To contrast with this rather delicious vision, it was during those months that some of our dearest people went through some very awful times. It’s a haze of hospital stays and revisiting past failures.
These dark moments, and the hopeful ones too, found themselves imbedded in song; songs that Damien took to Richard Swift in the small town of Cottage Grove, OR. Three weeks in September had been reserved for recording. In the end, it took just one. Though Swift + Jurado were labelmates who had met in passing, the recording processed revealed them to be like minded artists who can [literally, I cannot exaggerate this point] talk for days. Even in the one week spent there, just as much time was devoted to listening to records + talking history as was to recording. For Damien, it was the first album without any female accompaniment; and the first in a very long time without his familiar collaborators.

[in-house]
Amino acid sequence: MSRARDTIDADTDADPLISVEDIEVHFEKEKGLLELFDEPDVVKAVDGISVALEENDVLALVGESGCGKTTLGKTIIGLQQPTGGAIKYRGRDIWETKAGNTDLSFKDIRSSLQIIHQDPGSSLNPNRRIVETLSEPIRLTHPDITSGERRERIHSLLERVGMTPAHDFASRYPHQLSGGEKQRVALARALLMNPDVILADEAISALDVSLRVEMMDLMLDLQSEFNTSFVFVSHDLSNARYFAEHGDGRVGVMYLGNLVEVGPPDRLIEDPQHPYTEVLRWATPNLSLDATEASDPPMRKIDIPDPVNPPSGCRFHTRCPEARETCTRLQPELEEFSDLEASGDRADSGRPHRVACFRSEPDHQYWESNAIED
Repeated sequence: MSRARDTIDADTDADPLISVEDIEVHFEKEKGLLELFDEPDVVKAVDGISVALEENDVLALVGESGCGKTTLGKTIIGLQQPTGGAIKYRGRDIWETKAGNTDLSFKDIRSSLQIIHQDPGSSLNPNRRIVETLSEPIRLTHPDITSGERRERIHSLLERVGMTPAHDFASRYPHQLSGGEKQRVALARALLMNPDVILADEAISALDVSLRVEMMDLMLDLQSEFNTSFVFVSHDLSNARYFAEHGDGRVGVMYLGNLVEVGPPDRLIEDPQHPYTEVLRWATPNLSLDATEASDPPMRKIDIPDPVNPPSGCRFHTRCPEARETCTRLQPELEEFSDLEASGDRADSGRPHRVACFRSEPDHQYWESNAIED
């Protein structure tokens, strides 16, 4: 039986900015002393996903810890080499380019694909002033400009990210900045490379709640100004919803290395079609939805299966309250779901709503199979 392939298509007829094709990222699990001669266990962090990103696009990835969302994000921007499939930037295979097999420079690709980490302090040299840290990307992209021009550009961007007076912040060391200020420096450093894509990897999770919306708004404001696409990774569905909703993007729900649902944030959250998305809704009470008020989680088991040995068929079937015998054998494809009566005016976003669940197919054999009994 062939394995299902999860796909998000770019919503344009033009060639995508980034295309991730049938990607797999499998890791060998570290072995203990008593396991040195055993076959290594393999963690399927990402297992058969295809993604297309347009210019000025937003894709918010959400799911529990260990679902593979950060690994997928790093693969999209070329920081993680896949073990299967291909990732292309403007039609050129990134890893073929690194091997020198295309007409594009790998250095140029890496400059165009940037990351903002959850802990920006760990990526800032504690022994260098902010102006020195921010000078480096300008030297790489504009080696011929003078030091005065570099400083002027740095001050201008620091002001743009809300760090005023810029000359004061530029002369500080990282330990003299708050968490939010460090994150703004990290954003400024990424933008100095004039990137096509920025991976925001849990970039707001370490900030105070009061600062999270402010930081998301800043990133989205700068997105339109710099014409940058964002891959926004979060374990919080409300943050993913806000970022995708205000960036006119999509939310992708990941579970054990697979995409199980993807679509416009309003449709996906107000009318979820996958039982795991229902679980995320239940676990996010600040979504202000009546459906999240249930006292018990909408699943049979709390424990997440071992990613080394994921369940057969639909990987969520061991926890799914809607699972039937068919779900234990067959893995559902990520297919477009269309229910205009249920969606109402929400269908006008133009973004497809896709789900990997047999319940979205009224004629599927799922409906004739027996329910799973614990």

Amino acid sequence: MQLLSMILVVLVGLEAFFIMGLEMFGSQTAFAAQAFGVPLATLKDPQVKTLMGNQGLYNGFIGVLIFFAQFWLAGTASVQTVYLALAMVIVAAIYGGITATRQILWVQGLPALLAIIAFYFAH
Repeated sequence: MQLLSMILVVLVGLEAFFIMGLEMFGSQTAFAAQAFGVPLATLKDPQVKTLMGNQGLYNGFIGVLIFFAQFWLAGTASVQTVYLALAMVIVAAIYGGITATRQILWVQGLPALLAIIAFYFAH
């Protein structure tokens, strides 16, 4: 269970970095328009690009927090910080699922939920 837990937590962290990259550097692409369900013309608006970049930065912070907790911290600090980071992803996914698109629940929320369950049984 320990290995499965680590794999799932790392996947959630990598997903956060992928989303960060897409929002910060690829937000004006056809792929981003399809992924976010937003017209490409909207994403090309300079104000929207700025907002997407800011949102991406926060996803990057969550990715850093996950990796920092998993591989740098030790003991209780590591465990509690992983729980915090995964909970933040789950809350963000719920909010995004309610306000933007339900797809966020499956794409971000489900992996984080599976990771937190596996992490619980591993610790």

The results are exceptional. Richard was able to bring out parts of Damien that had been limited in the past; every vocal is first take, live with guitar. Two of the songs were written on the spot; Swift would step out to take a phone call, and Damien would have a new song waiting when he returned. It pulled together Damien’s visions of love and despair, of a perfect cottage and a life unravelling, all in one beautiful 12 song affair. As Damien’s wife, I can’t think of a better representation of that period of time, nor of Damien’s evolution as a songwriter. [Thank you, Richard Swift, for being the one who could see what was waiting to be found.] May we humbly present to you, Saint Bartlett.
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